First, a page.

Can it be done? A math instructor attempts to indigenize her course
By Jackie Amsden, Centre for Educational Excellence
Petra Menz (senior lecturer, mathematics) revamped her first-year math course to integrate Indigenous knowledge and pedagogy as a way to enhance student learning and well-being.
“Math is math. What’s there to indigenize?”
Petra Menz, a senior lecturer in the Department of Mathematics, admits that this was her first thought when she read the calls to indigenize and decolonize curriculum and teaching in the SFU Aboriginal Reconciliation Council’s 2017 report, Walk This Path With Us.
Now, two years later, Menz regularly uses Métis weaving, Coast Salish artwork, Ojibwe poetry reading and talking stick ceremonies to guide her students through everything from numeration systems to transformation geometry in her MATH 190: Principles of Mathematics for Elementary Teachers course.
So, how did Menz shift her perspective from feeling reluctant about the idea of decolonizing and indigenizing her courses, to embracing it? Step. By. Step.
“As an instructor, I’m always asking myself how can I improve student learning and enhance their well-being? I wasn’t sure what decolonizing and indigenizing would mean for me, but I also knew that if there was a chance that it would contribute to those goals, I couldn’t just ignore it.”
Small steps, inside and outside the classroom
Menz says her journey began with modest steps.
“It can feel like a mountain at first, so I started small, with a land acknowledgement in class that was connected to some of the material we were working through.”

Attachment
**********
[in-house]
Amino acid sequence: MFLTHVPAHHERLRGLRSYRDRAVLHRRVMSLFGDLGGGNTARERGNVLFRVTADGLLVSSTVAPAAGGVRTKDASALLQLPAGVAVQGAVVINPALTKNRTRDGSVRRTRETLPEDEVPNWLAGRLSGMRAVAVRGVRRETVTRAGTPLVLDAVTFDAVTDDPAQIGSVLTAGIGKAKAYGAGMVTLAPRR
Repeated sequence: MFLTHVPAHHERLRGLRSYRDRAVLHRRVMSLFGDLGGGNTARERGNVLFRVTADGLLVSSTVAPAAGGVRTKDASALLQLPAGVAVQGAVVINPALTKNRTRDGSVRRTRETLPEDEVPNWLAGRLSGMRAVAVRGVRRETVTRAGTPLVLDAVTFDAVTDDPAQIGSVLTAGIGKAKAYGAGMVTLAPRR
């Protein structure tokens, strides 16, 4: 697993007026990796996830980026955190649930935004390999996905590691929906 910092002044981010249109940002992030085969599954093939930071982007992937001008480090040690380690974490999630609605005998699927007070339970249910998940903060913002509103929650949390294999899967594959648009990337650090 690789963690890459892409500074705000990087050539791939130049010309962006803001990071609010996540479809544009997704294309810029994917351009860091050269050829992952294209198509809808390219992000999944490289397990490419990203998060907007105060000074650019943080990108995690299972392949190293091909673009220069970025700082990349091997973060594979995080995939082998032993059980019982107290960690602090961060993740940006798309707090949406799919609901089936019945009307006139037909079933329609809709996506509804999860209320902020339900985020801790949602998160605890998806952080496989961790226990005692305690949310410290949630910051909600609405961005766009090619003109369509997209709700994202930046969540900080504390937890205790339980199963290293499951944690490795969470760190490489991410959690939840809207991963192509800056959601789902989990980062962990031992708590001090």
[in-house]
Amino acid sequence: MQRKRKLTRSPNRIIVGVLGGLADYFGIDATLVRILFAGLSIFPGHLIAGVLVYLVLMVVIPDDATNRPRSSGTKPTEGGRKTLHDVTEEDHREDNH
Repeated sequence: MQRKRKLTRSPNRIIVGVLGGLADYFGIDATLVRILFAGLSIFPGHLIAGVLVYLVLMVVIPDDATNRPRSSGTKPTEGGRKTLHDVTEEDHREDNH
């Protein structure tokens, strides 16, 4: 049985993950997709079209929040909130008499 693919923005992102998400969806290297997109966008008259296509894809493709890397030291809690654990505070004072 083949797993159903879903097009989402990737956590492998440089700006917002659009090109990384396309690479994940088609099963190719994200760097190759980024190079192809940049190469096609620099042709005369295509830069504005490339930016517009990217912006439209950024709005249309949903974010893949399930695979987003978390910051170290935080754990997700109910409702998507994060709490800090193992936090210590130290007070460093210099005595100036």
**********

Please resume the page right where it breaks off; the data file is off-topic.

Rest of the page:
Menz also began collecting research articles and resources and attending events and workshops organized by groups in her field like the Canadian Mathematics Education Study Group.
“Going to these events was a very emotional experience because my whole belief system was shaken up. I would look back and question all of my past actions and decisions. This can be very scary, but I believe this is necessary for change.”
Menz explains that these experiences eventually helped her find a path forward.
“I remember someone suggesting I should just bring in a canoe and talk about the math of it, but that didn’t seem right. Instead, what I have done is weave Indigenous material and Indigenous ways of learning and teaching—such as group learning, interactivity and reflection—throughout the course, so that it is integrated deeply and not just on the surface.”
Menz points to the talking stick ceremony as one impactful example of what this integration looks like.
“We do the ceremony during the last class. Each student has a turn to hold the stick, which is actually a shell, and share the struggles they have overcome and what they have learned during the course. Most of the students in my class are math anxious, so it can be very powerful to hear how they have found a way through the material. The goal of it is to show that we are a community and have taken a journey together.”
An enriched learning space for students
The results for students, she notes, have been profound.
“Many of my students have expressed being deeply appreciative that Indigenous knowledge is out in the open and is not just being used in a token way here and there. I feel that they are all benefitting because bringing in other perspectives enriches the experience and equips them to be more creative in their problem-solving approaches.”
Menz’s next challenge? Decolonizing calculus.
“I’m teaching a calculus course in Fall semester and I know that is going to be more challenging to indigenize, not because of the complexity of content, but the complexity of the context. The classes are much larger, with 300 to 500 students in one lecture, and with more colleagues teaching the course that I will need to get on board.”